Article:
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Is this a Mathieson plane - update

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Flartybarty

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Update - I still don't know who made the plane but you may find the following interesting. (For original listing - see a few postings below).

Under the frog were two folded up bits of newspaper. One disintegrated completely but I was able to unfold the other.

Enter the Internet.

The paper was evidently part of an advertising sheet and advertised two books. One was "Emerson in Concord" (Concord being in Massachusetts) and the other was "Dry fly fishing in theory and practice" by Frederick Halford (1844-1914) (Special edition, 109 copies printed). I checked up both. The first book was by Edward Waldo Emerson (1844-1930) who was a physician and wrote this book in 1888. Halford's book was printed in 1889 with subsequent editions in 1899 and 1902. In fact, this book was last printed this very year as a print-on-demand book.
The publisher is stated as "Sampson Low, Marston ...." (the rest is gone). Sampson Low (1797–1886) was a bookseller and stationer from 1819. Edward Marston, Samuel Warren Searle, William John Rivington, and Marston's son Robert Marston became partners in 1856, 1872, and 1883. The advert was for "New Books" so the last date roughly coincides with the publication of the books.

The plane itself uses the Bailey frog and yoke. This was introduced after 1869 but the screw and fork arrangement for cutter adjustment was widely copied so this is not necessarily an actual Bailey frog, particularlu as the base is dead flat and the overall appearance is somewhat clumsy and definitely over-engineered. Furthermore, a Stanley cap iron has to have the lower slot filed open a bit more to accommodate the securing screw. Also the lateral adjustment lever is not present - this did not appear until about 1888.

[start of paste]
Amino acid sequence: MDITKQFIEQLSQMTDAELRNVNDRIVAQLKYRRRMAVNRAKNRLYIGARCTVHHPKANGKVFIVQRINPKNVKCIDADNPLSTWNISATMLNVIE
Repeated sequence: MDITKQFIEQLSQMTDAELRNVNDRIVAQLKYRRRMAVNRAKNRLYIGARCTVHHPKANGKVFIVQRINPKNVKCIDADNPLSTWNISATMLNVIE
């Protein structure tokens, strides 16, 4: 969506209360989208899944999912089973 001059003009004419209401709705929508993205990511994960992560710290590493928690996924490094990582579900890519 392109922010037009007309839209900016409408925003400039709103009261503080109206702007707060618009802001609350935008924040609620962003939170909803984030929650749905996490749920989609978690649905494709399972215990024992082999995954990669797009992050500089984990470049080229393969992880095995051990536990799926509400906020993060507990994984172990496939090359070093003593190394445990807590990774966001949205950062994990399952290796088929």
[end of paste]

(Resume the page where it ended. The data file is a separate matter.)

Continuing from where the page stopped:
So putting two and two together, I think this plane dates from 1887/1890 when all the premier infill planemakers were at their most productive. An OEM frog was obtained and fitted to a DIY body purchased from one of the many planemakers of the time. I have a suitable blade and cap iron and will now source an early Stanley lever cap to return this old soldier to duty once more.

Of course the newspaper fragment could have come from any old paper and the plane was modified last year :D

Sorry for the history lesson but it was surprising fun to dig out the info.
 

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AndyT

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Brilliant!

I'd been meaning to look again at the frog and see if it was dateable. Your dates do all fit together nicely.

I am well aware that my knowledge of planes like yours is sketchy and that there are dealers and collectors who would be more certain but I've seen that moulding round the toe somewhere else. I think it's rather nice and presumably distinctive to one maker.
 

Flartybarty

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Andy - I'm inclined to continue to think it is indeed a Mathieson plane given where it was bought and the other planes that came with it. It is in need of some TLC - if it were otherwise (i.e. in perfect nick) I would not be so sure that it was sourced at or near its original home. If you see what I mean. It's all circumstantial so without either a mark or an entry in a catalogue somewhere, there's no way to be absolutely certain. AFAIK there's no definitive work on Mathieson planes or the business in general - just bits and pieces here and there. In fact, the same could be said for infill planes in general. Brunners book is useful but it's primarily an auctioneers guide and doesn't go into great depth.
 

Jarno

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I saw that, and figured it went unnoticed, that was a mistake :D
In the last ten seconds it jumped from about 30GBP to 77GBP, I think I went up to 42GBP or so.
 

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